MYRTLE BEACH — A federal appeals court in Richmond, Va., will let lawyers for AVX Corp. and the U.S. government present oral arguments this fall in a lawsuit involving groundwater contamination near AVX’s manufacturing facility along 17th Avenue South in Myrtle Beach.
The U.S. Appeals Court for the 4th Circuit has tentatively put the AVX lawsuit on its Oct. 23-26 calendar. AVX and the federal government have until July 23 to notify the court of any scheduling problems or motions that would interfere with that date. The court will finalize its schedule after that deadline and the appeal will be heard by a three-judge panel.
Wyn Hornbuckle, a spokesman for the U.S. Justice Department, said the federal government plans to proceed with arguments as scheduled by the court. Kevin Dunlap, a lawyer representing AVX, did not respond to a request for comments.
The appeal, filed by AVX, centers on a lawsuit to determine whether the federal government should share in the cost of cleaning up trichloroethylene, or TCE, in groundwater that has migrated over the years onto property once owned by Horry Land Co. TCE is an industrial degreaser that was commonly used in the 1960s and 1970s that has since been determined to cause health problems, such as cancer.
Judge Terry Wooten, in a district court ruling last year in Florence, said there is no evidence that the former Myrtle Beach Air Force Base – which was located adjacent to AVX – contributed to the groundwater contamination. Wooten ordered AVX to pay the entire projected $5 million cleanup cost for the Horry Land property.
AVX reached a settlement agreement in another legal dispute with Horry Land, which owned the contaminated property across the street from the manufacturer. The terms of that settlement were not disclosed, but property records show AVX bought the Horry Land property last year for $4.5 million.
AVX filed its appeal asking for a new trial, saying Wooten should not have allowed government witness Dennis O’Connell – an Athens, Ga., geologist – to testify because his specialty is sediment and surface water instead of groundwater, where the contamination exists.
“Plain and simple, O’Connell did not have the required pedigree/expertise and experience about the migration of TCE in the groundwater in the complex coastal geology of the site to provide expert testimony,” Dunlap, AVX’s lawyer, said in an appeal brief filed in June.
The federal government, in its response brief, said Wooten twice considered AVX’s objections to O’Connell’s testimony and ruled against the manufacturer both times. Wooten also stated in his ruling that he found O’Connell’s testimony more persuasive than the testimony of Steven Hart, a Charlotte, N.C., geologist hired as an expert witness by AVX.
“The testimony of Mr. Hart drew broad conclusions from more speculative evidence” than O’Connell’s, Wooten said in his ruling.
Hart testified that TCE likely migrated through groundwater from sites – including a pair of landfills, a motor repair shop and a golf course maintenance shop – the military used to operate adjacent to the AVX facility, and that the government was responsible for at least some of the contamination.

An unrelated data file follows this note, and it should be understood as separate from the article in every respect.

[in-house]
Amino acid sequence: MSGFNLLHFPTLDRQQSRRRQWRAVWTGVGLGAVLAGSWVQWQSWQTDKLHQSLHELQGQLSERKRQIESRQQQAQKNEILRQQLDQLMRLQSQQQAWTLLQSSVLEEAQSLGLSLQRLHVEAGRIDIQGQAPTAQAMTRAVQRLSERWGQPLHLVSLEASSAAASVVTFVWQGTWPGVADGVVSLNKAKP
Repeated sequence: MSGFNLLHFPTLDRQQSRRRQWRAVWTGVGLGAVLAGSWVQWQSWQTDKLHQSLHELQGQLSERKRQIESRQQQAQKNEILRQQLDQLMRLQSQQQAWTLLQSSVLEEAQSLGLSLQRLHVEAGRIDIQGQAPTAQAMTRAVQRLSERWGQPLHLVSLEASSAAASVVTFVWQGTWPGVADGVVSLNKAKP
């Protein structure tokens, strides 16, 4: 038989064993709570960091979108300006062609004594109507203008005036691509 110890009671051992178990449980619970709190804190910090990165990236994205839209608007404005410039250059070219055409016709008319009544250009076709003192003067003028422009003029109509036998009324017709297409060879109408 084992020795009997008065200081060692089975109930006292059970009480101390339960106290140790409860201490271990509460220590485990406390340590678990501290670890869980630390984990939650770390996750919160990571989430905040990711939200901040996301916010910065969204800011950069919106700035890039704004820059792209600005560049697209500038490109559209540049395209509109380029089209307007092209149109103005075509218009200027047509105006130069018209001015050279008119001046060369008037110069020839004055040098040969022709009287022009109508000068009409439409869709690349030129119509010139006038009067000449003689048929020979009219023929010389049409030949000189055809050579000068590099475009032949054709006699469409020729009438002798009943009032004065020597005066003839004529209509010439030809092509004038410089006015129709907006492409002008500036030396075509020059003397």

O’Connell, however, testified that groundwater from the former military sites flows in an opposite direction from groundwater at AVX, which flows toward the Horry Land property. O’Connell based his conclusions on a number of groundwater measurements taken between 1981 and 1990, which Hart did not consider, according to the government’s reply brief.
O’Connell’s testimony also matches the opinion of Carol Minsk, a geologist with the S.C. Department of Health and Environmental Control, who has stated that all of the contamination on Horry Land’s property came from AVX. Minsk has been the state regulator in charge of environmental cleanup at AVX since 2005.
Environmental tests have shown TCE levels as high as 1.6 million parts per billion in groundwater at the AVX site and 18,200 parts per billion in the groundwater of a roughly 10-block neighborhood to the north of the manufacturer’s location. The U.S. Environmental Protection Agency has set a maximum safe limit of five parts per billion for drinking water. Although the groundwater in Myrtle Beach is not used for drinking water, it must be cleaned to that standard to meet state and federal regulations.
AVX – which moved its world headquarters from Myrtle Beach to Greenville in 2009 – will clean up the groundwater by a process called enhanced reductive chlorination, in which a substance similar to molasses is injected into the groundwater. The molasses-like mixture creates bacteria that eat the TCE, breaking it down into harmless matter.
AVX also is facing pollution lawsuits filed by other property owners near its Myrtle Beach facility – one by a developer which says its condominium project was halted because of the contamination and the other a class-action case on behalf of property owners who say their land values have been ruined by TCE in the groundwater. Both of those cases are pending in state court.
Contact DAVID WREN at 626-0281.